Home > Research > Publications & Outputs > Personality Traits in Game Development

Electronic data

  • 2204.11826v1

    Accepted author manuscript, 575 KB, PDF document

Links

Text available via DOI:

Keywords

View graph of relations

Personality Traits in Game Development

Research output: Contribution in Book/Report/Proceedings - With ISBN/ISSNConference contribution/Paperpeer-review

Published
Publication date13/06/2022
Host publicationProceedings of the ACM International Conference on Evaluation and Assessment in Software Engineering, EASE 2022
PublisherACM
Pages221-230
Number of pages10
ISBN (Electronic)9781450396134
<mark>Original language</mark>English

Publication series

NameACM International Conference Proceeding Series

Abstract

Existing work on personality traits in software development excludes game developers as a discrete group. Whilst games are software, game development has unique considerations, so game developers may exhibit different personality traits from other software professionals. We assessed responses from 123 game developers on an International Personality Item Pool Five Factor Model scale and demographic questionnaire using factor analysis. Programmers reported lower Extraversion than designers, artists and production team members; lower Openness than designers and production, and reported higher Neuroticism than production -- potentially linked to burnout and crunch time. Compared to published norms of software developers, game developers reported lower Openness, Conscientiousness, Extraversion and Agreeableness, but higher Neuroticism. These personality differences have many practical implications: differences in Extraversion among roles may precipitate communication breakdowns; differences in Openness may induce conflict between programmers and designers. Understanding the relationship between personality traits and roles can help recruiters steer new employees into appropriate roles, and help managers apply appropriate stress management techniques. To realise these benefits, individuals must be distinguished from roles: just because an individual occupies a role does not mean they possess personality traits associated with that role.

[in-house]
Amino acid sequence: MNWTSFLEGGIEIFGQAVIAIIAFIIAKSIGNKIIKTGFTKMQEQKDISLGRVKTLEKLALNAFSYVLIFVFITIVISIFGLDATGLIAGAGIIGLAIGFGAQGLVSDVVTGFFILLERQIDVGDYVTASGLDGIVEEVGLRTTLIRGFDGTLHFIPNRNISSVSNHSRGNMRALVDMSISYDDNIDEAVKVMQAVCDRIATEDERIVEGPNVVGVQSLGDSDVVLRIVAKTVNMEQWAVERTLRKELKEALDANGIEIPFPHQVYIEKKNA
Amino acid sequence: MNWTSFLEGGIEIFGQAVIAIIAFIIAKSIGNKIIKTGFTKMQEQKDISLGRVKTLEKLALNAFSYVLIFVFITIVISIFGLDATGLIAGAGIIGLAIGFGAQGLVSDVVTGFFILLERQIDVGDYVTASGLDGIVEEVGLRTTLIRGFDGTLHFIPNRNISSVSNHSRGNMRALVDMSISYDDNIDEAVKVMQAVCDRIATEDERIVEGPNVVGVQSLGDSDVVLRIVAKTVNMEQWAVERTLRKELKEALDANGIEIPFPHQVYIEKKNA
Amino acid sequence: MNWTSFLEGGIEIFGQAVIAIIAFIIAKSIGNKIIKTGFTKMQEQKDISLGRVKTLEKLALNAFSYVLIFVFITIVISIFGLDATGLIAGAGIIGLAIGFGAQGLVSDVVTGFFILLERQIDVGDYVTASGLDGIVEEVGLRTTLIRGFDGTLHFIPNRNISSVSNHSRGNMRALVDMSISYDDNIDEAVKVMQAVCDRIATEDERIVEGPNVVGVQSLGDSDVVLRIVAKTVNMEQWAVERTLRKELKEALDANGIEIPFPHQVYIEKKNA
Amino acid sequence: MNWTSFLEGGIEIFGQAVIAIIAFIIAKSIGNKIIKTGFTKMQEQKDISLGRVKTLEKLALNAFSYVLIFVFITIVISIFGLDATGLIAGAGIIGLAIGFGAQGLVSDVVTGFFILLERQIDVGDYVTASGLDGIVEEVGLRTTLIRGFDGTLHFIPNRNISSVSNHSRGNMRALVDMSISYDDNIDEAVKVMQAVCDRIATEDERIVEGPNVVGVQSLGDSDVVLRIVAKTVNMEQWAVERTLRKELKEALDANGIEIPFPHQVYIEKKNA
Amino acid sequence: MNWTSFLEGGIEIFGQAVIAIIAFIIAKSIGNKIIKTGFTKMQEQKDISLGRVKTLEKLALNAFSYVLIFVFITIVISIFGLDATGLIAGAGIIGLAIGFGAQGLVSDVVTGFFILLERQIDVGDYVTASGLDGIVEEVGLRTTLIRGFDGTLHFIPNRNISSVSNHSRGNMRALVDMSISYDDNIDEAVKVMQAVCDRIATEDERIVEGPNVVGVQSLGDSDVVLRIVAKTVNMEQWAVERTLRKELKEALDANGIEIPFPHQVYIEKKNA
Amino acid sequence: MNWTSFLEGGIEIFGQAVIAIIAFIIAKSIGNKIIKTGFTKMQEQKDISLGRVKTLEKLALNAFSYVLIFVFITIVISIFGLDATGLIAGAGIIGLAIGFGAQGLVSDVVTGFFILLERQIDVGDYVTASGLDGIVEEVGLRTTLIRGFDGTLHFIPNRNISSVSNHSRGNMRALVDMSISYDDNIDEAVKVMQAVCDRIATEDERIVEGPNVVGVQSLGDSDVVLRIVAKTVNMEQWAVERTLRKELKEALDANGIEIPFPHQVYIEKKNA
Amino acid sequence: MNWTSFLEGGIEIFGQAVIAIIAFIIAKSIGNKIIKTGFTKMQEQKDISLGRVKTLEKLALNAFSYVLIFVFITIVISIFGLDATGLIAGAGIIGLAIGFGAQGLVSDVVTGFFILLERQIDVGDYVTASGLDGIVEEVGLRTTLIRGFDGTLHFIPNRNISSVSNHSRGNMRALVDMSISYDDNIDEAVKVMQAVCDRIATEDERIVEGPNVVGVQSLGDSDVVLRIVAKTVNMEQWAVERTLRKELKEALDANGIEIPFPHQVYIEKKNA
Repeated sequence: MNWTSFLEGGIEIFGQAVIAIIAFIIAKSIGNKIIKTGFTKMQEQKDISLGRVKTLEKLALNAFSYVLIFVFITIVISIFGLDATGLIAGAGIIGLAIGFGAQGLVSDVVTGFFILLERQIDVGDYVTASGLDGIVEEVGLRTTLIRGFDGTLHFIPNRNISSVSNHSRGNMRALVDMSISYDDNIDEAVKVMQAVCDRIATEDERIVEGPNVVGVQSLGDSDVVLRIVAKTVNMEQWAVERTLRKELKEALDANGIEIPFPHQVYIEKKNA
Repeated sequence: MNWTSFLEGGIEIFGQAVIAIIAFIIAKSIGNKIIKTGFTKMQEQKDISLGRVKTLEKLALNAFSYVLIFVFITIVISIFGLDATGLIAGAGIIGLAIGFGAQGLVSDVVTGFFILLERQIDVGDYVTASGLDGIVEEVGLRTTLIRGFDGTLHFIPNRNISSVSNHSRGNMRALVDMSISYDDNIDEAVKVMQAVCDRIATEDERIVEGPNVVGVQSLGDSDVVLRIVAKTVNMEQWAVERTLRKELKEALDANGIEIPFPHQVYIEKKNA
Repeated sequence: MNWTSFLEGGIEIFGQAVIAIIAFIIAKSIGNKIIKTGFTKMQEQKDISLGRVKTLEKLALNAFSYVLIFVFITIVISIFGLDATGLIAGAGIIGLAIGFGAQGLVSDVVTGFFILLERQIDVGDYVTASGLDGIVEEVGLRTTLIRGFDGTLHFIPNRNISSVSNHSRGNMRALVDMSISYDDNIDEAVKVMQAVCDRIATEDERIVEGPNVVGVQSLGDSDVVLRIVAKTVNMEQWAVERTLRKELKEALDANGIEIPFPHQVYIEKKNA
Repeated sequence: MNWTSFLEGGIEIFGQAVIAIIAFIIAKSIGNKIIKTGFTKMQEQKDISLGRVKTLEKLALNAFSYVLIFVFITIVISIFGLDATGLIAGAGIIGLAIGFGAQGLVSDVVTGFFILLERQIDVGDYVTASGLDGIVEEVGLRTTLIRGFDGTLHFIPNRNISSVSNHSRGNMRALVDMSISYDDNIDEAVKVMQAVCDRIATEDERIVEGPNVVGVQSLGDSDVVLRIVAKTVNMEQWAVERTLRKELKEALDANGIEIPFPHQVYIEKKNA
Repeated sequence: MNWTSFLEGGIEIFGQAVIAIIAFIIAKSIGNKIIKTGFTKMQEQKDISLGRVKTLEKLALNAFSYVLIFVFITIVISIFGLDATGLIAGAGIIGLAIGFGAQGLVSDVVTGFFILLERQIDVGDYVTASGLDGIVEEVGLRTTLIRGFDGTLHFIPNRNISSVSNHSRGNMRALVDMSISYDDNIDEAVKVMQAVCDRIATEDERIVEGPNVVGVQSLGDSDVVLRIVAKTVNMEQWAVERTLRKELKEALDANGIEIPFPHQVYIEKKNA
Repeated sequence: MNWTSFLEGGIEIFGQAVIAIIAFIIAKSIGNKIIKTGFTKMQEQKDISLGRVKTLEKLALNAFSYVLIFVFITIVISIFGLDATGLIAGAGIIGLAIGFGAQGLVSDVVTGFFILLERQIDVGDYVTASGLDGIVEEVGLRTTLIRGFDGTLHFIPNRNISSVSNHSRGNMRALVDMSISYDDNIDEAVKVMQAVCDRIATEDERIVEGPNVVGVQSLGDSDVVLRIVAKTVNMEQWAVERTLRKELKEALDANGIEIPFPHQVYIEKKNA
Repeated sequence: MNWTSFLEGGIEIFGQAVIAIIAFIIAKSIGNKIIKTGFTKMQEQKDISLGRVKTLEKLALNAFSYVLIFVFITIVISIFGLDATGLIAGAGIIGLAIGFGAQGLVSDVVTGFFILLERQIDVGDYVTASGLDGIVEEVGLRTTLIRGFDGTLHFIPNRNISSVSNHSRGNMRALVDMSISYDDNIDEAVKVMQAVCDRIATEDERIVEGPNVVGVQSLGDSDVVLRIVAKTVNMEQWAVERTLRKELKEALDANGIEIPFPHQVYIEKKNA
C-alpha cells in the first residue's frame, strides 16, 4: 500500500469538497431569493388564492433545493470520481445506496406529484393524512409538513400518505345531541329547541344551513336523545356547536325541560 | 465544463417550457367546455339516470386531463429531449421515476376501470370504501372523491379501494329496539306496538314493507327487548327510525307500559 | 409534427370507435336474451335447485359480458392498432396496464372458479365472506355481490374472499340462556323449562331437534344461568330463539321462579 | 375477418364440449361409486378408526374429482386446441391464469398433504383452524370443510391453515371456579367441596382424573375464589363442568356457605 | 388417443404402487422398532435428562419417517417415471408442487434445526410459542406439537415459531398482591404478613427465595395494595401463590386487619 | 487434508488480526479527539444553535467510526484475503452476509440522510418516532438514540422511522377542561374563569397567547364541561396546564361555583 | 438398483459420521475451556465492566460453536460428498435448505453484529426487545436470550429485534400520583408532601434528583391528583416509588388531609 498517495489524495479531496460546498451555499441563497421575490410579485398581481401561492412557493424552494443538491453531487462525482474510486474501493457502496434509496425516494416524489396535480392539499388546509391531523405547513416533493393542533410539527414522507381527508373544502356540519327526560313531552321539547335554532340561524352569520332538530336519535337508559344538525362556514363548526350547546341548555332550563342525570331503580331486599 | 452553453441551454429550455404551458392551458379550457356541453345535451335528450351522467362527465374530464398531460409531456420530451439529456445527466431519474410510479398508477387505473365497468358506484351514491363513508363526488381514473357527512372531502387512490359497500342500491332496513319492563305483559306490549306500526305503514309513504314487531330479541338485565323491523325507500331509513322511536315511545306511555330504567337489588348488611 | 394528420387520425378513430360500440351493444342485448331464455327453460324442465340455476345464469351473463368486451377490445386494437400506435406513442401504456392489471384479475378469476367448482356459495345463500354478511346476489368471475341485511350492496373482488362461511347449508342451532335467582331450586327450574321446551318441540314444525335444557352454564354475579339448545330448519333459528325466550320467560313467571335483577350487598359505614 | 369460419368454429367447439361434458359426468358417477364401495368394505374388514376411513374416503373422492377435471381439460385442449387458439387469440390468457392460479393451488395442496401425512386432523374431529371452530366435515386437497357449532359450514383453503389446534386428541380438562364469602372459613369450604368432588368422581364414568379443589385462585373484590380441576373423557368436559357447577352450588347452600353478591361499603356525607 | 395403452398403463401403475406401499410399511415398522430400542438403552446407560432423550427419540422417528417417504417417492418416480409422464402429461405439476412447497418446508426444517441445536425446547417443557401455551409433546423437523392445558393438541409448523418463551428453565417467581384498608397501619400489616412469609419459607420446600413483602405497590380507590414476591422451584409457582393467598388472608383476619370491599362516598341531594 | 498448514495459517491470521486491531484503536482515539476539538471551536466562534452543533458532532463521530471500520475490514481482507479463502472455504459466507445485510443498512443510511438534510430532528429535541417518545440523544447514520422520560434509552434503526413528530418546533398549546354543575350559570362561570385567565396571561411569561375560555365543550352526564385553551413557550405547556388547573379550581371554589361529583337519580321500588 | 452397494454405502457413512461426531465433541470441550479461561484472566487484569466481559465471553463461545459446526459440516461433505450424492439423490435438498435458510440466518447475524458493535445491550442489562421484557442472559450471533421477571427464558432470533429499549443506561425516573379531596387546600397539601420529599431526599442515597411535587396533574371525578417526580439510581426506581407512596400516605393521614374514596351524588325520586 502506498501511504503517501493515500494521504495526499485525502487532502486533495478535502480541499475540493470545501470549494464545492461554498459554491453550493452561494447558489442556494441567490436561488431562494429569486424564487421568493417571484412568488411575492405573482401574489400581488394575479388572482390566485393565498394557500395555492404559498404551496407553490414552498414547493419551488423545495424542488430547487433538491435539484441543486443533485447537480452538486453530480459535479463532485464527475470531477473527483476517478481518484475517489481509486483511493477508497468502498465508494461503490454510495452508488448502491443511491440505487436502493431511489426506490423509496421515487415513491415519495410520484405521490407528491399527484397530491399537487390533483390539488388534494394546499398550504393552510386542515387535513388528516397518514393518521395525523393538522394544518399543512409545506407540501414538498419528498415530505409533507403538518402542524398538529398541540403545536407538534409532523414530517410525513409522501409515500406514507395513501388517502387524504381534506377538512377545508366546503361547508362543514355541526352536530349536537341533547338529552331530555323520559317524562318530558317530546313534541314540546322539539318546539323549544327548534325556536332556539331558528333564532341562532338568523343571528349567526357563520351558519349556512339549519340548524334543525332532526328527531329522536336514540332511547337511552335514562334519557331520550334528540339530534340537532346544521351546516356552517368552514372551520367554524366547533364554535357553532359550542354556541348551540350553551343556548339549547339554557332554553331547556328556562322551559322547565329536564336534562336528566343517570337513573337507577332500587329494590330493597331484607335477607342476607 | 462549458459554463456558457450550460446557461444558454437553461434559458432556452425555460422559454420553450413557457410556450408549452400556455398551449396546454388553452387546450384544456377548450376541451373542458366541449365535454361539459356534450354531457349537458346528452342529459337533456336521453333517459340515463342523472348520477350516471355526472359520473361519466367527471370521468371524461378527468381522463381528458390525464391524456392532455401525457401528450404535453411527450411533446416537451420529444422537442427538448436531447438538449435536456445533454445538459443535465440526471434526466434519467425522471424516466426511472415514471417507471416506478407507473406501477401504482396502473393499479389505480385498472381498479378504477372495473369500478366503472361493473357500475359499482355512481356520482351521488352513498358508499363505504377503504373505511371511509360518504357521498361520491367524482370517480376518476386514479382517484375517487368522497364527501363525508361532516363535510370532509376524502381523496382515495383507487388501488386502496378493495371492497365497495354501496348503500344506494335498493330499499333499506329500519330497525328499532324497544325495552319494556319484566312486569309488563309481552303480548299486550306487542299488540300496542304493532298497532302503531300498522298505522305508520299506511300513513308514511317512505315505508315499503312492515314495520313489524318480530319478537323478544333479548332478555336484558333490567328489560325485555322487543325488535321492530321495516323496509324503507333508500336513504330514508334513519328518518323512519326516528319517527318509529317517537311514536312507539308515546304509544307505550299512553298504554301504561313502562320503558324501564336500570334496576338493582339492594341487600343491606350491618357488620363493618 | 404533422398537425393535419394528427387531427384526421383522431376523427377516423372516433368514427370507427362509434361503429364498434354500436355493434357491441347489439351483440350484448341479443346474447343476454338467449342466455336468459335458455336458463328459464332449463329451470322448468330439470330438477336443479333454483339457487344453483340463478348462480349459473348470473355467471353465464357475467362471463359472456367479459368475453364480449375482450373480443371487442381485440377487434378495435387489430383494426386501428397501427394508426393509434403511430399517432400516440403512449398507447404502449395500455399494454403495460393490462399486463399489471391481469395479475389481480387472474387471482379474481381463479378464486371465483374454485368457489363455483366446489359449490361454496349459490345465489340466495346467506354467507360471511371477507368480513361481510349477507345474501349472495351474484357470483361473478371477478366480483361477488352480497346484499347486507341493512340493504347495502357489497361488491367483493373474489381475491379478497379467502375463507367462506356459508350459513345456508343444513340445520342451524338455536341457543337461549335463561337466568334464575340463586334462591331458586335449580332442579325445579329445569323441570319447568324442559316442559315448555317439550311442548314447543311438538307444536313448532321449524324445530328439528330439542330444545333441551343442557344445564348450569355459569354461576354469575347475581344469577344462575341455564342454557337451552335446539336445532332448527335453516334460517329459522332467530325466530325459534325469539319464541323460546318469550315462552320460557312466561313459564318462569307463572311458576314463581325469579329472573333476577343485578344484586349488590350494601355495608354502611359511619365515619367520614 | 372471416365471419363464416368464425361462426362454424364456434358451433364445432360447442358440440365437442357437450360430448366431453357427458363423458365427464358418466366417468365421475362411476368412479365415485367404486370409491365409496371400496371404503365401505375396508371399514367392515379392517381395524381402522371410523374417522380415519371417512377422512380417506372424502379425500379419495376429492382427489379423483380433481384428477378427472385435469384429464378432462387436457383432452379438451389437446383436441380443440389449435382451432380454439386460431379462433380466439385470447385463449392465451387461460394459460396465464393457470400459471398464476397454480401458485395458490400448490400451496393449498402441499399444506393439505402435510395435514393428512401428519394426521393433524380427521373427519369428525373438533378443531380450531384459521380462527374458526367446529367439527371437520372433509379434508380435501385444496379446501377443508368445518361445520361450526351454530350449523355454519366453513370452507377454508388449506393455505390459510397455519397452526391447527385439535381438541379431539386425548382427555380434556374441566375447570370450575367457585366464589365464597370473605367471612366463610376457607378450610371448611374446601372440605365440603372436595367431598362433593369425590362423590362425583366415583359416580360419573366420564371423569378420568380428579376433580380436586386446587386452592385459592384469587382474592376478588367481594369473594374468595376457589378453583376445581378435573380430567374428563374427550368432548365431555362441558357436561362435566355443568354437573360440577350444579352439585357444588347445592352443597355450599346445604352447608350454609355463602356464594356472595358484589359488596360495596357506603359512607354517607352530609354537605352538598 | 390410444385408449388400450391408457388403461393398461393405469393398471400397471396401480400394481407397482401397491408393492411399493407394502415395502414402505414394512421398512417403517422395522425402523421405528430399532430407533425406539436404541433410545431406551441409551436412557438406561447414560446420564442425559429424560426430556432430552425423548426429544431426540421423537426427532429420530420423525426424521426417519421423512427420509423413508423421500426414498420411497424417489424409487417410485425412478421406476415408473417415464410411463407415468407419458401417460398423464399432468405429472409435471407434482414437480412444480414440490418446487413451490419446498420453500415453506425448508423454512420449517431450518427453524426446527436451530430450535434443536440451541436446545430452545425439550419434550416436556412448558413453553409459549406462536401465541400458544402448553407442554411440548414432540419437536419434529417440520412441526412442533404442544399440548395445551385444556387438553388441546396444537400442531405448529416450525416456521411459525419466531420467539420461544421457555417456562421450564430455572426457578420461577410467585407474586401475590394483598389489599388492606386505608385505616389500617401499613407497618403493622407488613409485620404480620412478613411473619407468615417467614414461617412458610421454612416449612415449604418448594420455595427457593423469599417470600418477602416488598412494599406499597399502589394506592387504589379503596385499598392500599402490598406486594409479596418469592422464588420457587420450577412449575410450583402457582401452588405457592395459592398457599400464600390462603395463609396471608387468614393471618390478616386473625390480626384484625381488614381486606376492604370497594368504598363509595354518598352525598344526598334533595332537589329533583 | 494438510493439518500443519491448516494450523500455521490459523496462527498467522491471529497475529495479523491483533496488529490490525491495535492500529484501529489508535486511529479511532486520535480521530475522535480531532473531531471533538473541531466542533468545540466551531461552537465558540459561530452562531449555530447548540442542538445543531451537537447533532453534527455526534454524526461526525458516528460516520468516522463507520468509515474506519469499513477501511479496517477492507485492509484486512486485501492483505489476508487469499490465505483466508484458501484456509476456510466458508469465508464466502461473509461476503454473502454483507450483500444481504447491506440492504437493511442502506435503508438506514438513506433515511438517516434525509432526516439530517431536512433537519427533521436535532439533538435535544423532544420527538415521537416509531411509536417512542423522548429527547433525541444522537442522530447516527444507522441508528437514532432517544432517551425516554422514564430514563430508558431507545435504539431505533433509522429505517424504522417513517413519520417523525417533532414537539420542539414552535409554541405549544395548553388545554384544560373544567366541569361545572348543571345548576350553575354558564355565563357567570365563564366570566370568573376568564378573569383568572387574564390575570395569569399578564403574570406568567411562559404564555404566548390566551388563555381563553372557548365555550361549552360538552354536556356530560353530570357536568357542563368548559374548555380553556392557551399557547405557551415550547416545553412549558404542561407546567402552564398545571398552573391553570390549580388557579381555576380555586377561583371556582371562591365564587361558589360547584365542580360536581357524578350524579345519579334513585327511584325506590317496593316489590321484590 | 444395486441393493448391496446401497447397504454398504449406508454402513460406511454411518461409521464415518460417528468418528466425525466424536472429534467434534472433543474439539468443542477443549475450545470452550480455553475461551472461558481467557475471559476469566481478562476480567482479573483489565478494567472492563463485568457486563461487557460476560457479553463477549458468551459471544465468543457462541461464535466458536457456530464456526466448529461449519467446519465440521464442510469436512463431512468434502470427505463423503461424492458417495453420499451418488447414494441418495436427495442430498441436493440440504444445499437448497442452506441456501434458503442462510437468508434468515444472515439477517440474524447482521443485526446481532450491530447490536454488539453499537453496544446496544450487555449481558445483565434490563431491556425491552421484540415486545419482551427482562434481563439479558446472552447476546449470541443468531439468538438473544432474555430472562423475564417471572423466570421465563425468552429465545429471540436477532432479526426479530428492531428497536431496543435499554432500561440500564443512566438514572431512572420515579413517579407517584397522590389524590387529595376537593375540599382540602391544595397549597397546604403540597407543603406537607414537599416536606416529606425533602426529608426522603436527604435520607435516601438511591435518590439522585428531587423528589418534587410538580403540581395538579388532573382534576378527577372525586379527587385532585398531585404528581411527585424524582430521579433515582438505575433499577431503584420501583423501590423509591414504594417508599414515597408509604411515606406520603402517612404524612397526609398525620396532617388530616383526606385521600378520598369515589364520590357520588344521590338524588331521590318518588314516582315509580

Bibliographic note

10 pages, 2 figures, 4 tables,